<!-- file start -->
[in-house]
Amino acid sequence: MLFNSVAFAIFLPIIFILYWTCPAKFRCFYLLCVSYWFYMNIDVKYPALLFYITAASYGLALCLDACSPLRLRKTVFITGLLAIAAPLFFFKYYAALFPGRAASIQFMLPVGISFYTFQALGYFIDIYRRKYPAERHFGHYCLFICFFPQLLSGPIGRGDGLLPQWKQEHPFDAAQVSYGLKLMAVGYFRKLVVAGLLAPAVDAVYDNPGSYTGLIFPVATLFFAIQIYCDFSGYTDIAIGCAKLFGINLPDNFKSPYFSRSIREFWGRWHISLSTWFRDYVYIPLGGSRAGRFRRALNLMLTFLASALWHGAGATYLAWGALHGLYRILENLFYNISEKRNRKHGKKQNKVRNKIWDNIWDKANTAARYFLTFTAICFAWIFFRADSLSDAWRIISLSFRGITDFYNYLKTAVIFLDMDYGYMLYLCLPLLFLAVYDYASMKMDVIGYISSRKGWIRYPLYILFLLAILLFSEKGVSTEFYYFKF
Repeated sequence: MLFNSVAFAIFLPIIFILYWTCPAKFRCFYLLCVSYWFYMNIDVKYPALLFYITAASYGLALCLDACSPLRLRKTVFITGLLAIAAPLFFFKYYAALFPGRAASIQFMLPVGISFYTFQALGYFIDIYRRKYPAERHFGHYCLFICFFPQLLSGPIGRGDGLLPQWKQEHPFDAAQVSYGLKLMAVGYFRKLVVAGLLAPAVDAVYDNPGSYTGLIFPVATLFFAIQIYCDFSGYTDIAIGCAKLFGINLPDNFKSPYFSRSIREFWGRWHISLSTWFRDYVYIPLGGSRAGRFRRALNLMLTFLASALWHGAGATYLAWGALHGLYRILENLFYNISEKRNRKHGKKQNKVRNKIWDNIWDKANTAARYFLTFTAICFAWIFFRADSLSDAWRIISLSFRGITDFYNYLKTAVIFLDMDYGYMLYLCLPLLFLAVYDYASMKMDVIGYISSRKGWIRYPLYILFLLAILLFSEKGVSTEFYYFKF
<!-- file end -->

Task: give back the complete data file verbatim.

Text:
[in-house]
Amino acid sequence: MLFNSVAFAIFLPIIFILYWTCPAKFRCFYLLCVSYWFYMNIDVKYPALLFYITAASYGLALCLDACSPLRLRKTVFITGLLAIAAPLFFFKYYAALFPGRAASIQFMLPVGISFYTFQALGYFIDIYRRKYPAERHFGHYCLFICFFPQLLSGPIGRGDGLLPQWKQEHPFDAAQVSYGLKLMAVGYFRKLVVAGLLAPAVDAVYDNPGSYTGLIFPVATLFFAIQIYCDFSGYTDIAIGCAKLFGINLPDNFKSPYFSRSIREFWGRWHISLSTWFRDYVYIPLGGSRAGRFRRALNLMLTFLASALWHGAGATYLAWGALHGLYRILENLFYNISEKRNRKHGKKQNKVRNKIWDNIWDKANTAARYFLTFTAICFAWIFFRADSLSDAWRIISLSFRGITDFYNYLKTAVIFLDMDYGYMLYLCLPLLFLAVYDYASMKMDVIGYISSRKGWIRYPLYILFLLAILLFSEKGVSTEFYYFKF
Repeated sequence: MLFNSVAFAIFLPIIFILYWTCPAKFRCFYLLCVSYWFYMNIDVKYPALLFYITAASYGLALCLDACSPLRLRKTVFITGLLAIAAPLFFFKYYAALFPGRAASIQFMLPVGISFYTFQALGYFIDIYRRKYPAERHFGHYCLFICFFPQLLSGPIGRGDGLLPQWKQEHPFDAAQVSYGLKLMAVGYFRKLVVAGLLAPAVDAVYDNPGSYTGLIFPVATLFFAIQIYCDFSGYTDIAIGCAKLFGINLPDNFKSPYFSRSIREFWGRWHISLSTWFRDYVYIPLGGSRAGRFRRALNLMLTFLASALWHGAGATYLAWGALHGLYRILENLFYNISEKRNRKHGKKQNKVRNKIWDNIWDKANTAARYFLTFTAICFAWIFFRADSLSDAWRIISLSFRGITDFYNYLKTAVIFLDMDYGYMLYLCLPLLFLAVYDYASMKMDVIGYISSRKGWIRYPLYILFLLAILLFSEKGVSTEFYYFKF